The oil embargo took place in 1973, which quadrupled the price of oil per barrel — whether directly by limiting the supply of oil or by Opec members demanding that foreign oil corporations increase prices to consequently increase oil revenues.

The US reliance on foreign oil was exploited, and President Nixon’s strategy was to increase local production. According to a research titled ‘Oil Shale Development in the United States’, part of Rand Corporation’s Monograph series, that was the first time when there was interest in shale oil and in developing its technology with interest eventually fading away as oil prices dropped to below $20 in 1986.

In the same paper, two different techniques of extracting shale oil have been explained. I will skip the technical details and rather focus on the commercial viability of each, which does not include the initial investment by shale oil producers.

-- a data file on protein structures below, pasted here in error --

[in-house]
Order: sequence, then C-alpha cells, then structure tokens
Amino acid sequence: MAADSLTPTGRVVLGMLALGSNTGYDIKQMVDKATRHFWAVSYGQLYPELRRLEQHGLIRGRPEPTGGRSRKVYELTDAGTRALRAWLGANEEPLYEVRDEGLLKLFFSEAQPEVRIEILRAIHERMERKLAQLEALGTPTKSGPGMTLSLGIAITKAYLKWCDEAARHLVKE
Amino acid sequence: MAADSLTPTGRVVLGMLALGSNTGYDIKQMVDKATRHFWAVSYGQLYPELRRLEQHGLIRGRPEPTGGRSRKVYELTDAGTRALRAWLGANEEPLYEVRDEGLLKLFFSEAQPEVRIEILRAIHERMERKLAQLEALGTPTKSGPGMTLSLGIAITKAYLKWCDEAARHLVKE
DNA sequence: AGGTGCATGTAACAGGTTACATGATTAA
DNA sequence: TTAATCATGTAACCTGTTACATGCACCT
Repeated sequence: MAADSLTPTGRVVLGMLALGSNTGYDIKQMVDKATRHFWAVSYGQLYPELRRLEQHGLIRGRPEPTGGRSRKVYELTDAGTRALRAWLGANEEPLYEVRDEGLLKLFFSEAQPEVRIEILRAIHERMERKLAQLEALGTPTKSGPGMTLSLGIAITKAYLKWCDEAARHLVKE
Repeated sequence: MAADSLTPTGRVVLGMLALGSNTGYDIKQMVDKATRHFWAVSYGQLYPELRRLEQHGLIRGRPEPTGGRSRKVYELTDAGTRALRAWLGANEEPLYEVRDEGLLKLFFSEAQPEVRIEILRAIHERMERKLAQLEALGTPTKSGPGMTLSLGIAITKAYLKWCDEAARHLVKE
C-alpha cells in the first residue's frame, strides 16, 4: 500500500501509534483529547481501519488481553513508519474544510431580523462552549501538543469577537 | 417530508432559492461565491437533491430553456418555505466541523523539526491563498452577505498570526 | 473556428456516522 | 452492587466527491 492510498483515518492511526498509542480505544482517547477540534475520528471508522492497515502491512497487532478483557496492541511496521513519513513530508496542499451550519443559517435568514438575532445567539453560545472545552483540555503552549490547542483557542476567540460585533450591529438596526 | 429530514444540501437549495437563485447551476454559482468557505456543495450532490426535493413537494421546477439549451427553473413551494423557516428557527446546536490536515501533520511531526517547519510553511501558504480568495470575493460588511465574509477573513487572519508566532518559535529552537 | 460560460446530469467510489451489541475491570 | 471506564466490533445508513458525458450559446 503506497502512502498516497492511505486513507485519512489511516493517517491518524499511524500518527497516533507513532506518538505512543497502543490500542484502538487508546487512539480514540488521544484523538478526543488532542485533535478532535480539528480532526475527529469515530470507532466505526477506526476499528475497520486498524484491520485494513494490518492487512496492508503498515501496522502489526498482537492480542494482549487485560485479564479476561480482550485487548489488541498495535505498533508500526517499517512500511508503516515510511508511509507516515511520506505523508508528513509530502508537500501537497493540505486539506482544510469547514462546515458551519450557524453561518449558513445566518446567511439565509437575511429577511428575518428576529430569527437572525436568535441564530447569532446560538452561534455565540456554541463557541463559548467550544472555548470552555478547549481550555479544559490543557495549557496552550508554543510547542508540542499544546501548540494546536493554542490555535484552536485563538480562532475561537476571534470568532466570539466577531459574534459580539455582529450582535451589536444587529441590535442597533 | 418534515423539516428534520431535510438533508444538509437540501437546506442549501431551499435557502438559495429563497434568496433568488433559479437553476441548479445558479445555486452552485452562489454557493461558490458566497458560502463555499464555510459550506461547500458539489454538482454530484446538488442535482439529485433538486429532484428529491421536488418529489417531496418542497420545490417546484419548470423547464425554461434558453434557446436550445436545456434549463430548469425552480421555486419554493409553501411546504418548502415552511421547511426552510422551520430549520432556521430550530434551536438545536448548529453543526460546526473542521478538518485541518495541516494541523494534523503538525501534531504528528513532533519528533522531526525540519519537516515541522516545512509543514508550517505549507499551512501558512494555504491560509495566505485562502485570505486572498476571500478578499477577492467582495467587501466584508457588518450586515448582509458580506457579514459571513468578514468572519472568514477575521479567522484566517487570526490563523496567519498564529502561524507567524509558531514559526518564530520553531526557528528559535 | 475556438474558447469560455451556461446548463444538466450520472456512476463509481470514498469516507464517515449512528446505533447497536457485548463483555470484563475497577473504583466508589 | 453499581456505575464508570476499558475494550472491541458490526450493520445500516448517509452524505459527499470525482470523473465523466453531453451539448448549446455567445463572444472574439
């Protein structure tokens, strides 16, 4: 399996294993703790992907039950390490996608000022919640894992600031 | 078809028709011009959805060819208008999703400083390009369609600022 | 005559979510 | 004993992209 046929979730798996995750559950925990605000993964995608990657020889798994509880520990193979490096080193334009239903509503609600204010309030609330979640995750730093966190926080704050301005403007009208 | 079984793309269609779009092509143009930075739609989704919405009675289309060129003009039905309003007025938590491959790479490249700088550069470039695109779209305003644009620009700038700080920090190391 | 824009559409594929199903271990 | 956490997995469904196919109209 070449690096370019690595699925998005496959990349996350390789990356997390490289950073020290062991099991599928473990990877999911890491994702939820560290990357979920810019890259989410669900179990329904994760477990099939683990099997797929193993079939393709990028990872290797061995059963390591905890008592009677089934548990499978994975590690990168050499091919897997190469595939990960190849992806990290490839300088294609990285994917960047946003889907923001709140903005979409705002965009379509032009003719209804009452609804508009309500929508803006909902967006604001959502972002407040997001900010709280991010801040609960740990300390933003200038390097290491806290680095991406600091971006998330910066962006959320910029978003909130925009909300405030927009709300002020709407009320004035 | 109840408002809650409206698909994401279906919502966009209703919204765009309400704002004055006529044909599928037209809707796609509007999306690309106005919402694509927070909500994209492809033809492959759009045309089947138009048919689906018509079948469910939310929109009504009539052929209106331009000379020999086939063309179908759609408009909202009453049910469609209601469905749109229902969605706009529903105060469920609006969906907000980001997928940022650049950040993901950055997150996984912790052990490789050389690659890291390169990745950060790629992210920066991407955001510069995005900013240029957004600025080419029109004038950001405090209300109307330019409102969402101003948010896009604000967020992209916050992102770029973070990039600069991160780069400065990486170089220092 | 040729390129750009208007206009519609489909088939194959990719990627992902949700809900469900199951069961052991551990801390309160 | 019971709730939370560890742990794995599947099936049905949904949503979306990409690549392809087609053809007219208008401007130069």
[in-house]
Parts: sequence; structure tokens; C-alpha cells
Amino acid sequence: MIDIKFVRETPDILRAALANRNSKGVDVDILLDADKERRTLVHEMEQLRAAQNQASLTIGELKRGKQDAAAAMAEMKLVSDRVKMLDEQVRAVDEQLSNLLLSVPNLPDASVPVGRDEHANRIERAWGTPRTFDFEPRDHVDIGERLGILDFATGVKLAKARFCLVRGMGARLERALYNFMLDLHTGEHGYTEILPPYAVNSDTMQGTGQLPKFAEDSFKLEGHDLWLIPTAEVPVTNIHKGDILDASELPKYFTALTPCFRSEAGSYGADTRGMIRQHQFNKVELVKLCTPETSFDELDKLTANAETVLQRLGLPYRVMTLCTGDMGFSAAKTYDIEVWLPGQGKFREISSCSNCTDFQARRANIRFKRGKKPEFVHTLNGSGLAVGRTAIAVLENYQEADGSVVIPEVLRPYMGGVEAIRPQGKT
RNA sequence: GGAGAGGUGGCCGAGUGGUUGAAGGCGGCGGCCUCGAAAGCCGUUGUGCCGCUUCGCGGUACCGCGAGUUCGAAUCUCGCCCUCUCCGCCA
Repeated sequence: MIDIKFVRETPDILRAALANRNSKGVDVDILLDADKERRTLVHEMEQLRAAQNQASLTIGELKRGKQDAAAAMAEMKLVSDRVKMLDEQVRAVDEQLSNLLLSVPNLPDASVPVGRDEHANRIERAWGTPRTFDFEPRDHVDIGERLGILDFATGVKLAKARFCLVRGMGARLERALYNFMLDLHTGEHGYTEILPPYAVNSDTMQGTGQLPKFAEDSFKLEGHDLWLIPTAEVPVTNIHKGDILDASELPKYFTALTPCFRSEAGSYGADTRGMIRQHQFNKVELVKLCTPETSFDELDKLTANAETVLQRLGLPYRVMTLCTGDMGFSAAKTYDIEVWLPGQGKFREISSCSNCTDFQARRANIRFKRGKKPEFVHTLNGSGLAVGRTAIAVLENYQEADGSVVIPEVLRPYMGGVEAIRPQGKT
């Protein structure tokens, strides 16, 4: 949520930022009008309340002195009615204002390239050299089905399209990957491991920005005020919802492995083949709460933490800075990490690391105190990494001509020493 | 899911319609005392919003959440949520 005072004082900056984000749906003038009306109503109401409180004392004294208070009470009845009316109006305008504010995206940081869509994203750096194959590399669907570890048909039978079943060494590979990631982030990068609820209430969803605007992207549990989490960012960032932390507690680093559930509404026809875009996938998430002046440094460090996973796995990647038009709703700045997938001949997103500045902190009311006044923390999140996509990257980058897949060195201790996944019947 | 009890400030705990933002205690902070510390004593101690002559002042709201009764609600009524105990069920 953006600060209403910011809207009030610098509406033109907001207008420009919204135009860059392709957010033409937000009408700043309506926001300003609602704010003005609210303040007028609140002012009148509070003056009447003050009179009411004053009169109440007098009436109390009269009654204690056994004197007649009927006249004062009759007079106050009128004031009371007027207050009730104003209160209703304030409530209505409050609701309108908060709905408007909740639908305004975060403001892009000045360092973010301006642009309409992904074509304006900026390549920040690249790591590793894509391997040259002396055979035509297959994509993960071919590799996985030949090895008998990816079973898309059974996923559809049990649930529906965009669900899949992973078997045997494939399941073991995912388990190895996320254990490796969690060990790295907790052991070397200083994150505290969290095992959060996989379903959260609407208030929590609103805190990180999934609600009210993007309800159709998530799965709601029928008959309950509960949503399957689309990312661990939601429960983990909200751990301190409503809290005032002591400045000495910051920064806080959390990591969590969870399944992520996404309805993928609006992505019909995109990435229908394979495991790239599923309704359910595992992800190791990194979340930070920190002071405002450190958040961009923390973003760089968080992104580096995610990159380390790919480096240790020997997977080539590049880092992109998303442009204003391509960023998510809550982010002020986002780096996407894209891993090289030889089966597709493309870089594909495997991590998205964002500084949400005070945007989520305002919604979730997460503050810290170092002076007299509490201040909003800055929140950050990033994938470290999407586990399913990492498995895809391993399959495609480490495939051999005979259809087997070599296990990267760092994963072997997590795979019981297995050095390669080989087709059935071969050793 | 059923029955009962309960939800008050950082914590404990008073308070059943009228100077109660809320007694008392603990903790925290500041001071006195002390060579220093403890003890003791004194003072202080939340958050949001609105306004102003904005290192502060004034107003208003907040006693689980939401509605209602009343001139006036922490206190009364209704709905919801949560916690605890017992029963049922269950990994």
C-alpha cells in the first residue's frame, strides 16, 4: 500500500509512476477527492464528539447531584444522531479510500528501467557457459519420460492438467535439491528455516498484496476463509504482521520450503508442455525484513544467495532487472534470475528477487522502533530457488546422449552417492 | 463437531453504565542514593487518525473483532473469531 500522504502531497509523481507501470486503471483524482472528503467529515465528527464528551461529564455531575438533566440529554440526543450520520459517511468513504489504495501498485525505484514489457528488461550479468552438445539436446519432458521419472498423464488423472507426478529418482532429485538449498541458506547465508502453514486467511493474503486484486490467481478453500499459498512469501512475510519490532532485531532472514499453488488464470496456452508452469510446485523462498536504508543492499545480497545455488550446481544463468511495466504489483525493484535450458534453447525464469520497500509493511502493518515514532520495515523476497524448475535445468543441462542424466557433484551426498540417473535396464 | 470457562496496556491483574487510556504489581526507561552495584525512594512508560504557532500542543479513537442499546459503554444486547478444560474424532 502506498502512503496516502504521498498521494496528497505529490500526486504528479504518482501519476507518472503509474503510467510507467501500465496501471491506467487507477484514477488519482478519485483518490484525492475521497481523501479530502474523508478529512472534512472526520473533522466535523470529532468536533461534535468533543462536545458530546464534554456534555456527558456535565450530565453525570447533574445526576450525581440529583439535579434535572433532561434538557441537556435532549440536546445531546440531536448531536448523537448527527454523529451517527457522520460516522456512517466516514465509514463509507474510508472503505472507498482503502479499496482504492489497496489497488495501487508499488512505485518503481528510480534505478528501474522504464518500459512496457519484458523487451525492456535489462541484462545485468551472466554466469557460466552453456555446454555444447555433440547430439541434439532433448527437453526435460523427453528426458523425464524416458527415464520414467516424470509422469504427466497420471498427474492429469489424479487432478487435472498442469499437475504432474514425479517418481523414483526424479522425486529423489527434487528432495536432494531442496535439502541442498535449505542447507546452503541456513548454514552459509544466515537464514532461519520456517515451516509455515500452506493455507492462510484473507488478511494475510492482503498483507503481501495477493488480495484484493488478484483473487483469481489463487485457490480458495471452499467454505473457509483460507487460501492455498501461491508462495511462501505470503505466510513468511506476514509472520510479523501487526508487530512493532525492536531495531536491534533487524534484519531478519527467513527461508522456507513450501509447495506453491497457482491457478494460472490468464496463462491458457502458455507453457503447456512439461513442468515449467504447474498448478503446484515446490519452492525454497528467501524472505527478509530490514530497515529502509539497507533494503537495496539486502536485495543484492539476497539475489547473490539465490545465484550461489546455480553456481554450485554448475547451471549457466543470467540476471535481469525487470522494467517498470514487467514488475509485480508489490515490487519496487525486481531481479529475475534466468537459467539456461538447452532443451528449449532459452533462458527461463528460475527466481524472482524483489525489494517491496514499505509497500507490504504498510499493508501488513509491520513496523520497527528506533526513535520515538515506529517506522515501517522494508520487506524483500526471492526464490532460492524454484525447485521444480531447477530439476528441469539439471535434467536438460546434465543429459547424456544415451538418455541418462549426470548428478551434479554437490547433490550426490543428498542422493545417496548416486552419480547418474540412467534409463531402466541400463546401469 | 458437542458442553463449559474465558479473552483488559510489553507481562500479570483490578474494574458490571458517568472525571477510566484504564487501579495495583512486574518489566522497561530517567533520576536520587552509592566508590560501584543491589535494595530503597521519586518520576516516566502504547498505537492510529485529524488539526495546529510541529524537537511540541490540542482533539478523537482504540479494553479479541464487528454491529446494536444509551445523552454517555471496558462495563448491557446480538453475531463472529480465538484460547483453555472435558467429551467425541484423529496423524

The first extraction method is ‘Mining and Surface Retorting’, which can only be profitable if oil price per barrel was somewhere between $75 and $90. As previously stated, price of oil per barrel exceeded $70 in 2008, and total US production of oil increased from approximately 8.5 million barrels per day to 12.3 million per barrel, with the increase of around 3.8 million barrels consisting of 2.4 million barrels of crude oil production.

So where did the other 1.4 million barrels come from? Looking at this, proportionately, one would say that the increase in shale oil production is quite small. Though that argument can be undermined by the fact that each shale oil well can produce a maximum of around 550 barrels per day for three months before production starts declining, as stated by Edward Morse, global head of commodities at Citigroup, on CNBC.

The weighted average of shale oil well production is 334 barrels as indicated by EIA, with some wells having a daily production of as low as 24 barrels. This explains the need for too many wells to be drilled, and partly explains the increase in the number of rigs from 426 in November 2008 to 1,573 in November 2014.